What do you know about the hula? It’s a Hawaiian dance. You know that hula dancers are graceful… did you know that they are magical, too?
Iolani Luahine was the last of the great Hawaiian hula priestesses. She came from a traditional Hawaiian family, and hula was in her blood.
Her aunt was a dancer for King Kalakaua’s and Queen Lili’uokalani! From a very young age, Iolani’s magical skills were obvious. She was given the name Iolani after io, the Hawaiian hawk. She would prove to be as wise and sharp as her namesake.
When Iolani grew up, she became a well-respected hula teacher. In the 40s and 50s, there was a lot of interest in the hula. However, many people didn’t want to learn about the traditions, they just wanted to do the funny dance with the wiggly hips. Iolani took a strong stand against the Hollywood version of the hula. The hula was more than just a dance, she said, it was a ritual, a philosophy, and a way of life.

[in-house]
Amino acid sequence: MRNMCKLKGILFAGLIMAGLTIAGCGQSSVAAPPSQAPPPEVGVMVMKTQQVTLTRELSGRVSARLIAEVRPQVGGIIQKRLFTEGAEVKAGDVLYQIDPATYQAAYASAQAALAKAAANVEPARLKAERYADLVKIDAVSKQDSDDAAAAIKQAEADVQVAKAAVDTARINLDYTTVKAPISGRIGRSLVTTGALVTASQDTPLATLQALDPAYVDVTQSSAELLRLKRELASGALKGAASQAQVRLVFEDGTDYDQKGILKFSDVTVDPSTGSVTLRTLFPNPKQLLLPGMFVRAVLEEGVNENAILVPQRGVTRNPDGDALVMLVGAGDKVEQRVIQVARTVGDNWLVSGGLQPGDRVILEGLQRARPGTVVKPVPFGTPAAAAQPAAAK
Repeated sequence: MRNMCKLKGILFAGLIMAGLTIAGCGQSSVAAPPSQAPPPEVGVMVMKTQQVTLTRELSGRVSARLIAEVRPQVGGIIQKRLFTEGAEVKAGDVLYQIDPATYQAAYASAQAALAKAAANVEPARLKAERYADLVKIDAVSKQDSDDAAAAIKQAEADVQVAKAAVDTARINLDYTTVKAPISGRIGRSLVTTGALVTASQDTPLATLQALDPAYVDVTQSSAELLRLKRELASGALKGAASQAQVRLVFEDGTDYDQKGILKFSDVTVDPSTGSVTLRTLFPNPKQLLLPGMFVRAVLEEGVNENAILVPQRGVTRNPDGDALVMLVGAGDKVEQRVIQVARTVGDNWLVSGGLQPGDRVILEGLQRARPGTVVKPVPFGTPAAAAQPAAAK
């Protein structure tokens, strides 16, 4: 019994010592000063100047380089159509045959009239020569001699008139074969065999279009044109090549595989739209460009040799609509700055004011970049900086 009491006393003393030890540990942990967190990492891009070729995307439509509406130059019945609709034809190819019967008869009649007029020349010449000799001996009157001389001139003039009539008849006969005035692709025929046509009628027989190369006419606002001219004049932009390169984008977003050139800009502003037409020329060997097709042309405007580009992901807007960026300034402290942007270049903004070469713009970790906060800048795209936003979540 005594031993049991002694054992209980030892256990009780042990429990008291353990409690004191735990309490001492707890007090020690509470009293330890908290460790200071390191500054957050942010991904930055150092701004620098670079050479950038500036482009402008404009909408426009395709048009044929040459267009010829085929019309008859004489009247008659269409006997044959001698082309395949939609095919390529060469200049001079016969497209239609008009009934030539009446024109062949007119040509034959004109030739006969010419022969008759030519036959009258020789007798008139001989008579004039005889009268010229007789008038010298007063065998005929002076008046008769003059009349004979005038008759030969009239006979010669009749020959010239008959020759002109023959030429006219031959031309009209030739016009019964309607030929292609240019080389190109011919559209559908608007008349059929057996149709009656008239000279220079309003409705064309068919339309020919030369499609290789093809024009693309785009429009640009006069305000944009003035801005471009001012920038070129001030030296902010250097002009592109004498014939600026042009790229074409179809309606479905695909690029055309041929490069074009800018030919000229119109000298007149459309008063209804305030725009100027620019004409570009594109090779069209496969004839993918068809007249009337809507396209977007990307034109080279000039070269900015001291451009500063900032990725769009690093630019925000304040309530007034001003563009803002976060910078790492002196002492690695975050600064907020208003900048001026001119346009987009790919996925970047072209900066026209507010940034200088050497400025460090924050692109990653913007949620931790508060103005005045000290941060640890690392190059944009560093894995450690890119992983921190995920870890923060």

One day, when the Queen of Tonga came to visit Hawaii, she witnessed the magic of Iolani. When the Queen went to visit Iolani at her home, she called each of the animals to come pay their respects. One by one, Iolani’s dog barked, her cat meowed, her rooster crowed, her pig oinked, and they each bowed to the queen!
Iolani died in 1978, at the age of 63. The New York Times described Iolani as “Hawaii’s last great exponent of the sacred hula ceremony.” The Honolulu Star-Bulletin called her “easily one of Hawaii’s greatest dancers if not the greatest.” The Honolulu Advertiser wrote: “In her ancient dances, she was the poet of the Hawaiian people.”
Each year, the Iolani Luahine Hula Festival takes place at the Hulilee Palace to honour her memory.
Thanks for reading!